Coast Tsimshian people are opposing DFO’s decision to open the commercial fishery for herring roe on kelp. (Greg Schechter/Flickr)

Lax Kw’alaams, Metlakatla oppose commercial herring fishery

First Nations band said their demonstration against DFO will only grow until a new plan is hatched

Commercial fishing of herring and herring roe has stirred opposition across the coast.

To allow herring stocks to recover, Lax Kw’alaams and Metlakatla said they are opposing a Fisheries and Oceans Canada (DFO) commercial opening for spawn on kelp from March 22-May 1.

Lax Kw’alaams shared a press release on March 25 stating that members will hold a large demonstration in waters off Prince Rupert.

“The Lax Kw’alaams and Metlakatla councils, technical staff, and membership all agree the herring stocks within the Prince Rupert district are too small and do not support commercial herring or herring roe fisheries,” said Lax Kw’alaams Mayor John Helin. “Yet DFO is still allowing one licensed boat, owned by a non-Indigenous individual, to fish until May 1.”

The First Nations band is stating that DFO went against local knowledge and advice from both Lax Kw’alaams and Metlakatla.

DFO said they are confident that numbers are stable enough for a limited opening for spawn-on-kelp on the North Coast as a part of the approved 2019 Integrated Fisheries Management Plan (IFMP) for herring.

“Stocks in the Prince Rupert District are at a lower level of abundance but are stable and can support this limited fishery,” DFO spokesperson, Michelle Rainer, said in an email.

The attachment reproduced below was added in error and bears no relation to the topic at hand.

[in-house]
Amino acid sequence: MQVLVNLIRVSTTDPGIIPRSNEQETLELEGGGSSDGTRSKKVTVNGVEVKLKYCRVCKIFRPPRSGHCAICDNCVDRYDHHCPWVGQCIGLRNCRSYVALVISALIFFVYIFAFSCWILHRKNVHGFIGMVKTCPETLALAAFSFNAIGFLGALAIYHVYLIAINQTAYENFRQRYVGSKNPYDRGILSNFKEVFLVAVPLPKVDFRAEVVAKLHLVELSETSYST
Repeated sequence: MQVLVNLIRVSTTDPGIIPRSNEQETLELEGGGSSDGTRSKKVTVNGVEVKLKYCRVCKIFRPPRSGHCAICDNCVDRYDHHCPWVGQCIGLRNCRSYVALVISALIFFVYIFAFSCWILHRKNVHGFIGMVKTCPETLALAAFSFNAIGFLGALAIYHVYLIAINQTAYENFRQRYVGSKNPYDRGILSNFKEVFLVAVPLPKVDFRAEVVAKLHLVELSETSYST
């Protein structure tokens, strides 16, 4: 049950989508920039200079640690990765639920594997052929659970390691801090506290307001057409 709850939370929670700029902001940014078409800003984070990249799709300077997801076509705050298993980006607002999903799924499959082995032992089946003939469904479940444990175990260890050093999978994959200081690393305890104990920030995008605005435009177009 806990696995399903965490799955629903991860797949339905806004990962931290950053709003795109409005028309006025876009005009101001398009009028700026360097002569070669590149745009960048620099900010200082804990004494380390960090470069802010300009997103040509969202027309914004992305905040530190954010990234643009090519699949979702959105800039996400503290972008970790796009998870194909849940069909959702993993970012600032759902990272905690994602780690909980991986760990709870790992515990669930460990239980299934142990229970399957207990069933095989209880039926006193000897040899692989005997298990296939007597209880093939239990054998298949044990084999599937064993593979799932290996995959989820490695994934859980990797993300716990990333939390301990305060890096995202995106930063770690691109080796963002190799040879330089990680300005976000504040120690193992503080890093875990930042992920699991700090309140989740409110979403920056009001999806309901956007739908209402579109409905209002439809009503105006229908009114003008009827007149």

DFO said it held a 30-day consultation period with all concerned area First Nations before finalizing the IFMP.

But until DFO agrees on a new plan for herring, Lax Kw’alaams said the demonstration will continue and “will only grow larger in the coming days.”

READ MORE: Health tips from officials as herring egg harvest opens on Vancouver Island

Helin said their well being is tied to the environment and the health of herring stocks.

“For many years, our food, social, and ceremonial needs have not been met for herring eggs or for the many fish species that depend on it. Our people need the opportunity to provide their families this most valuable food.”

Opposition stirred earlier in the Strait of Georgia where the roe herring fishery opened on March 9. DFO approved of catching 20 per cent of the herring in the area, but conservation organizations, such as Pacific Wild, are saying this number is too high and they’re calling for a closure of B.C.’s herring fishery.

NDP fisheries critic, Courtenay-Alberni MP Gord Johns, is on board with a moratorium. He brought the matter to the House of Commons in February stating the importance herring have for sustaining chinook salmon and southern resident killer whales.

“I’m quite supportive of what Mr. Johns has been doing in trying to put conservation first and understand that if you pull out one of the legs of the table and wipe out any herring stocks, then it’s almost impossible for the other species, like salmon and orcas, to recover,” said Nathan Cullen, Skeena-Bulkley Valley MP.

READ MORE: Opponents want federal government to shut down roe herring fishery

DFO released a North Coast herring update on March 27 and observed 4,500-5,000 tonnes of stocks in Area 5, Kitkatla, and a total estimate of 10,000 tonnes in Area 4, Big Bay.

On Haida Gwaii, no spawn events have been found in some of the major stock assessment areas to date. The seine test vessel MV Queen’s Reach has been conducting stock assessments of herring in some of the major areas, and will continue until April 2.

“The Government of Canada is committed to maintaining stable and productive working relationships with the Lax Kw’alaams, Metlakatla and Gwa’sala-‘Nakwaxda’xw Nations (near Port Hardy). Departmental staff will continue with direct communication and will work to seek a resolution,” Rainer of DFO said.

Metlakatla declined to comment on the matter.

To report a typo, email: editor@thenorthernview.com.


Shannon Lough | Editor
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